Eugene Tan turned his love of photography and the ocean into a job that most photographers would kill for. He talks to Marc Gafen about his brilliant career and his approach to photography.

You might not have heard the name Eugene Tan, but if you love landscape photography, and specifically surf photography and seascapes, you most certainly would be familiar with the company he formed back in 1999, Aquabumps. Eugene Tan, also know as ‘Uge’, might be just a man, but the company he created is a brand known to literally hundreds of thousands of people around the globe.

It’s no wonder he’s considered one of Australia’s most successful surf photographers. Every day, over 51,000 people receive an e-mail update from Aquabumps, while the organisation’s Facebook page boasts almost 82,000 fans – a 100% growth in the last two years. The website is equally popular, attracting roughly 180,000 unique visits each month. And since Aquabumps opened its first gallery in 2004, Tan has sold almost 25,000 coastal and surfing photographs.

An early start

Growing up in Western Australia, Eugene Tan got his first taste of surfing at age three, clinging to his father’s back when he body surfed. He got an early start in the visual world too, first picking up a camera at the age of nine. Fascinated with the world around him, he used to take his camera everywhere and document everything around him – his school yard, his home, his mates, and pretty much anything that caught his eye. But professional photography wasn’t the first career that caught his attention.

Although he did study photography as part of a design degree, Tan worked in the corporate world for 10 years as a creative director for a digital agency. During that time, he found he sought an additional outlet for his creativity, not one driven by client requirements and formal briefs. And for Tan, that outlet turned out to be photography. This sideline hobby turned into a full-blown passion, and for the last five years of his corporate career, Tan was sowing the seeds for his next career, as a professional photographer. Working nine to five, five days a week, he would wake before sunrise each day and head down to Bondi beach to shoot photographs.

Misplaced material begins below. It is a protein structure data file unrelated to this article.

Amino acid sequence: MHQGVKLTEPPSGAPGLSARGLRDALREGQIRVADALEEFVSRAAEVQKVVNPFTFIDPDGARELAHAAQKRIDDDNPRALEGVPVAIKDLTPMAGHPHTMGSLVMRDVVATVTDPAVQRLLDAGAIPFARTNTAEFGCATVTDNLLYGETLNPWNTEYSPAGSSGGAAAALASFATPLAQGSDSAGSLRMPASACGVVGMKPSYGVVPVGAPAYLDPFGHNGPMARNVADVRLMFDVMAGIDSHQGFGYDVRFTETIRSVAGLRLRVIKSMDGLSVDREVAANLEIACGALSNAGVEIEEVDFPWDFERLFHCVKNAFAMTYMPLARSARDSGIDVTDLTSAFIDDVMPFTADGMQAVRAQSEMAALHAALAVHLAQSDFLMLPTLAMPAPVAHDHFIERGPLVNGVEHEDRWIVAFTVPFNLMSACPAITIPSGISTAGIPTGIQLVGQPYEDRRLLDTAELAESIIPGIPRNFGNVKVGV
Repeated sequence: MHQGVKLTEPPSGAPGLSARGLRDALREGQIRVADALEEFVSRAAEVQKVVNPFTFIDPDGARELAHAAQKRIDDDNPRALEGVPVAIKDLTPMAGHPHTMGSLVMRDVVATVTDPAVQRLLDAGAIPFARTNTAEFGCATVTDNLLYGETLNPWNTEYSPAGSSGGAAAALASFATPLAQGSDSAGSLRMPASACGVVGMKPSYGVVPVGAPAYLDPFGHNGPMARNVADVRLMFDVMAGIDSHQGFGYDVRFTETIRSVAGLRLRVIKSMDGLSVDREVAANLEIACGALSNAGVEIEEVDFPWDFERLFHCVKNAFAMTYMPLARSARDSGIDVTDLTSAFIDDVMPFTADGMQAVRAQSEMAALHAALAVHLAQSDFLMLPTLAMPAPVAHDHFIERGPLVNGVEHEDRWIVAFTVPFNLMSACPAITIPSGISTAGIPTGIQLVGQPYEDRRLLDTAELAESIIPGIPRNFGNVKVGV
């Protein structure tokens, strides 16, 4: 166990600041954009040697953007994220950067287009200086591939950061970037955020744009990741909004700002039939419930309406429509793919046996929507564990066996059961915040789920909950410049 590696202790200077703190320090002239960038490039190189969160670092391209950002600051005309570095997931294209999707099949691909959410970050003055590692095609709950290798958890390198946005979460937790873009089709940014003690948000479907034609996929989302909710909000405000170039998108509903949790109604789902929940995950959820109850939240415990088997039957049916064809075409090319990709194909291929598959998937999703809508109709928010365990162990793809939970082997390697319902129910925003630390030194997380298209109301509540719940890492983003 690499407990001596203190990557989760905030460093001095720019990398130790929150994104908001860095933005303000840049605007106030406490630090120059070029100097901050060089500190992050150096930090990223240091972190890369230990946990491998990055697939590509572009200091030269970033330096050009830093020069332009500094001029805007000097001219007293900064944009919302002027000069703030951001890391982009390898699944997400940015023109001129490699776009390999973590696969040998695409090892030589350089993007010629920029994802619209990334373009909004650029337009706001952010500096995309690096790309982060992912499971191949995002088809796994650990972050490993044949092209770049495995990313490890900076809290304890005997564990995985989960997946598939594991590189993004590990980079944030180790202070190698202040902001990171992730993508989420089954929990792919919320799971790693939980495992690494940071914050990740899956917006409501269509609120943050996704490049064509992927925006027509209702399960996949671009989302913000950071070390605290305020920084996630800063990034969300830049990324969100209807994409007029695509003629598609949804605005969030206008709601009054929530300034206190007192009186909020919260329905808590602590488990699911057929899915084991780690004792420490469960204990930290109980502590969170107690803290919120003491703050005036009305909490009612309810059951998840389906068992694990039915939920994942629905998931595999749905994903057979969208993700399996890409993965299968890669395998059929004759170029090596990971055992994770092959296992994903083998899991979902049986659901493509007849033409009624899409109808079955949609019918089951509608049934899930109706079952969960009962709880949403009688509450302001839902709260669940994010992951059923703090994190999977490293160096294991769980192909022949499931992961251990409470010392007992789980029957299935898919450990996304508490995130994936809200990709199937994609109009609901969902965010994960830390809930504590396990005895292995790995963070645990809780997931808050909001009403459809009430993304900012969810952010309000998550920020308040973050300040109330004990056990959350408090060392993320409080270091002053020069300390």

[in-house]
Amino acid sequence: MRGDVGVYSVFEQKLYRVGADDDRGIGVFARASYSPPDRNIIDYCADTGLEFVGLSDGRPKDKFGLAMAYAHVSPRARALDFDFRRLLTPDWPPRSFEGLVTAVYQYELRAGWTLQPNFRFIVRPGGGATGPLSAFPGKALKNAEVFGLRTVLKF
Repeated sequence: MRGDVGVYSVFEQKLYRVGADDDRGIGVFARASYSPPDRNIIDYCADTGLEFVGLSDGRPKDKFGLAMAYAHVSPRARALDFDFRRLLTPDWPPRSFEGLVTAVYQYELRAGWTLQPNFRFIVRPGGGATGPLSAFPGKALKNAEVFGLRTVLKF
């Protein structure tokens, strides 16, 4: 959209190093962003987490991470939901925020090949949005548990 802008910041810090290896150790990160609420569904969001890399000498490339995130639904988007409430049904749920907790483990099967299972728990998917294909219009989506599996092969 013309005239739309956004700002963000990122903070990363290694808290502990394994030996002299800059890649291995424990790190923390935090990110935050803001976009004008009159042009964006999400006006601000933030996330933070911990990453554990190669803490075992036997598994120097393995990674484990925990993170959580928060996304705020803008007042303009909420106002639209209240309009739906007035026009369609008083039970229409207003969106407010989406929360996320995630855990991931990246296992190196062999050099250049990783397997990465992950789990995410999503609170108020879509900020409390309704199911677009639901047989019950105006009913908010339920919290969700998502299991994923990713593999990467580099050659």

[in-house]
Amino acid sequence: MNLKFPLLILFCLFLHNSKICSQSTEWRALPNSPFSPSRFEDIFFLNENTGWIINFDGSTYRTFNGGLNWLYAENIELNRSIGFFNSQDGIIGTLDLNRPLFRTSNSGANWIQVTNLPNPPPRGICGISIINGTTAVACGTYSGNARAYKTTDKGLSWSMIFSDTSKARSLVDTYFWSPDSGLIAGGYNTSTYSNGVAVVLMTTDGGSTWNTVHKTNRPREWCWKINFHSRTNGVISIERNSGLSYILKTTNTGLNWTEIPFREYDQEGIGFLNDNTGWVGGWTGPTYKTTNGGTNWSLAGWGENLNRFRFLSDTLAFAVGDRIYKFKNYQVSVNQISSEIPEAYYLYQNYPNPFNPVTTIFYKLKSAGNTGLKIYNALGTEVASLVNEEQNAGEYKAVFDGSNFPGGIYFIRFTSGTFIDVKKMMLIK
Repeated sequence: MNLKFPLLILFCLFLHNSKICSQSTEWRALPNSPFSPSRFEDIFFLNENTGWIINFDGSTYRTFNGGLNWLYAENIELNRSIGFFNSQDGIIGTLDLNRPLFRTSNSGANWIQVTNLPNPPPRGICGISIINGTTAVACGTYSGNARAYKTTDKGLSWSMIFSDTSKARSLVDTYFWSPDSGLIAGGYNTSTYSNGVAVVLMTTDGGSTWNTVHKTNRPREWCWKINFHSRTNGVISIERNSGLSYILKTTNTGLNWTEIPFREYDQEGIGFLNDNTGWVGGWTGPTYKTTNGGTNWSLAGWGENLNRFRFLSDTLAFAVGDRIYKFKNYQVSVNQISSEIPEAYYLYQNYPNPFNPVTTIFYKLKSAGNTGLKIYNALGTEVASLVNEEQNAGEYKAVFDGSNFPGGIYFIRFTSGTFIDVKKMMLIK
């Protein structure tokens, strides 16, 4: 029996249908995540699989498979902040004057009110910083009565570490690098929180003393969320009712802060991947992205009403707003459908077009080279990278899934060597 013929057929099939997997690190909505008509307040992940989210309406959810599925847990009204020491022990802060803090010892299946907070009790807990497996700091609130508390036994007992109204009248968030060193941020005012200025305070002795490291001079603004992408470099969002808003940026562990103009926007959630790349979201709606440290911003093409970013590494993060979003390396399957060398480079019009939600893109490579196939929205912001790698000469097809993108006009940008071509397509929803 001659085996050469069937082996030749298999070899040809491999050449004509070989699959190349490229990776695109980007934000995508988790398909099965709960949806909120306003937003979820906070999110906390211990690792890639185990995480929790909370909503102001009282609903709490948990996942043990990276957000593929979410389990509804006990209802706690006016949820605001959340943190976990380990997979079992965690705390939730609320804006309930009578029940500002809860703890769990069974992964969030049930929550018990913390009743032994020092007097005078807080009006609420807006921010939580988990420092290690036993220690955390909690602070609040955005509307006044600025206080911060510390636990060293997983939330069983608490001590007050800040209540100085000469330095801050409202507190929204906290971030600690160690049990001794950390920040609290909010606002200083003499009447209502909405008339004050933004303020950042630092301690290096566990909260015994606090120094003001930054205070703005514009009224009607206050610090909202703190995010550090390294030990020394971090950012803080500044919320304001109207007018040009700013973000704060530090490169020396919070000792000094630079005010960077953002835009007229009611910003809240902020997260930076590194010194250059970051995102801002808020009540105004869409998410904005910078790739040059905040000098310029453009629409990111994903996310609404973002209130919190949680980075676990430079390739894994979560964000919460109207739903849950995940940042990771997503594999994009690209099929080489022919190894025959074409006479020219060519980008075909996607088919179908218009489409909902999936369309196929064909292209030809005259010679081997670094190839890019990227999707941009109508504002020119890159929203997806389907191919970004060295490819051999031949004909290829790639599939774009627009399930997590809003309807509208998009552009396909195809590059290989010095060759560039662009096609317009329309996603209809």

In 1999 Tan started his now famous blog, Aquabumps. “It was really just an e-mail to mates,” he says, “before blogs were the buzz word of the day and before the digital space really bloomed.” But the notion to leave the comfort and security of a full-time job to start up his own business in a category that didn’t really exist at the time was not a decision Tan made without serious consideration. As the interest in his work grew and Tan started making more print sales, the notion grew less outlandish and more realistic. Nonetheless, he recalls that the decision was incredibly difficult, as was earning next to nothing when he first started.

With a growing following, Tan came across a small retail space in North Bondi where he could show and sell his work. Signing the lease for the property was a pivotal moment, with Tan thinking “it’s now or never”. Sick of “working for man”, as Tan put it, he made the move because he wanted run his own business and not be accountable to anyone else. “I wanted to work and live and combine my love of the beach to make a living, with no more trips into the city.”

Entirely self-taught, and without having assisted other professional photographers, Tan developed and honed his skills through reading, research and taking a lot of pictures which he would then critically assess as a way to improve. Any time he was faced with an obstacle he couldn’t overcome, he’d consult with photographers he respected and admired. You’d never know it by looking at his work, but after 13 years of shooting professionally, Tan believes he still has a long way to go and that his best is yet to come. “I’m still learning,’ he says, “And I hope to continue to get better as I shoot and grow as a photographer.”

In 1998, Surfing World magazine facilitated a trip to Samoa for Tan, who went along as the online blogger, while Jon Frank, considered by many to be one of the best surf photographers in the business, took photos. Tan says that travel experience was to have a massive impact on him, and his passion for surf and ocean photography grew immensely afterwards. Frank became something of a mentor to Tan and it helped confirm in his own mind that it was the category he wanted to base his business around.

'Jade Green,' Bondi, 2013. Canon EOS 5D Mk II, TS-E 90mm f/2.8, 1/1600s @ f/5, ISO 100. Shot from a helicopter.